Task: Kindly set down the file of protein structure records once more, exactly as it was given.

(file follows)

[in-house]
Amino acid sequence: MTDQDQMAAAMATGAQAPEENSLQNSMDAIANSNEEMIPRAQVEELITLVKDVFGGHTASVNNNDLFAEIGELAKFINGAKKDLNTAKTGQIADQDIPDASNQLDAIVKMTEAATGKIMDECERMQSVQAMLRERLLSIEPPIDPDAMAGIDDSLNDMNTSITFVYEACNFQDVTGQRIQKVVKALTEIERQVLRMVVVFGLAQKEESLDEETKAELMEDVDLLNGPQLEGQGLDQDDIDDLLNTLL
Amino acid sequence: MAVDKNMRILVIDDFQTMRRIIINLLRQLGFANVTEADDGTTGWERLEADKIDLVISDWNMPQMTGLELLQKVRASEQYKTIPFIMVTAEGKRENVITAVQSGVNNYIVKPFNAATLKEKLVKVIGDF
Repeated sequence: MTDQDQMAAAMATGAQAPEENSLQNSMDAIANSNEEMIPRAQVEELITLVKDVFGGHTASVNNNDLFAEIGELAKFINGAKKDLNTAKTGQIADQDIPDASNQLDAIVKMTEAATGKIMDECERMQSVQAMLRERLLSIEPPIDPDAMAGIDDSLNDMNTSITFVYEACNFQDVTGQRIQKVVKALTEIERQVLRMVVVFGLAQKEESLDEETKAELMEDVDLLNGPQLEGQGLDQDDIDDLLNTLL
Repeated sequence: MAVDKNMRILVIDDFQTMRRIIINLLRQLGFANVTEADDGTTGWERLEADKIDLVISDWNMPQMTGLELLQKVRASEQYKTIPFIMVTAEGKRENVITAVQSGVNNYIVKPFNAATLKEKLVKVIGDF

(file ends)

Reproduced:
[in-house]
Amino acid sequence: MTDQDQMAAAMATGAQAPEENSLQNSMDAIANSNEEMIPRAQVEELITLVKDVFGGHTASVNNNDLFAEIGELAKFINGAKKDLNTAKTGQIADQDIPDASNQLDAIVKMTEAATGKIMDECERMQSVQAMLRERLLSIEPPIDPDAMAGIDDSLNDMNTSITFVYEACNFQDVTGQRIQKVVKALTEIERQVLRMVVVFGLAQKEESLDEETKAELMEDVDLLNGPQLEGQGLDQDDIDDLLNTLL
Amino acid sequence: MAVDKNMRILVIDDFQTMRRIIINLLRQLGFANVTEADDGTTGWERLEADKIDLVISDWNMPQMTGLELLQKVRASEQYKTIPFIMVTAEGKRENVITAVQSGVNNYIVKPFNAATLKEKLVKVIGDF
Repeated sequence: MTDQDQMAAAMATGAQAPEENSLQNSMDAIANSNEEMIPRAQVEELITLVKDVFGGHTASVNNNDLFAEIGELAKFINGAKKDLNTAKTGQIADQDIPDASNQLDAIVKMTEAATGKIMDECERMQSVQAMLRERLLSIEPPIDPDAMAGIDDSLNDMNTSITFVYEACNFQDVTGQRIQKVVKALTEIERQVLRMVVVFGLAQKEESLDEETKAELMEDVDLLNGPQLEGQGLDQDDIDDLLNTLL
Repeated sequence: MAVDKNMRILVIDDFQTMRRIIINLLRQLGFANVTEADDGTTGWERLEADKIDLVISDWNMPQMTGLELLQKVRASEQYKTIPFIMVTAEGKRENVITAVQSGVNNYIVKPFNAATLKEKLVKVIGDF